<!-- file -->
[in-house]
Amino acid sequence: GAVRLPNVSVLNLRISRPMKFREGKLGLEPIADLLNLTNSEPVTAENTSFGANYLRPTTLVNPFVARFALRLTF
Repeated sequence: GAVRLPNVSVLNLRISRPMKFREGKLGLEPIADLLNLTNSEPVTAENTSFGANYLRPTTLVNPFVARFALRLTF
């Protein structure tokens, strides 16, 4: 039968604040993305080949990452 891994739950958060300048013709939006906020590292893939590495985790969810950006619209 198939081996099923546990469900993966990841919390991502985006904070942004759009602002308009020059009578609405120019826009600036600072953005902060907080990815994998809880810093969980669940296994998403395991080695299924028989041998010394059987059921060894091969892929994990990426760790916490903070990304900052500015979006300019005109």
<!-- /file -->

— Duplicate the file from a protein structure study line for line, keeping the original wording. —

[in-house]
Amino acid sequence: GAVRLPNVSVLNLRISRPMKFREGKLGLEPIADLLNLTNSEPVTAENTSFGANYLRPTTLVNPFVARFALRLTF
Repeated sequence: GAVRLPNVSVLNLRISRPMKFREGKLGLEPIADLLNLTNSEPVTAENTSFGANYLRPTTLVNPFVARFALRLTF
């Protein structure tokens, strides 16, 4: 039968604040993305080949990452 891994739950958060300048013709939006906020590292893939590495985790969810950006619209 198939081996099923546990469900993966990841919390991502985006904070942004759009602002308009020059009578609405120019826009600036600072953005902060907080990815994998809880810093969980669940296994998403395991080695299924028989041998010394059987059921060894091969892929994990990426760790916490903070990304900052500015979006300019005109």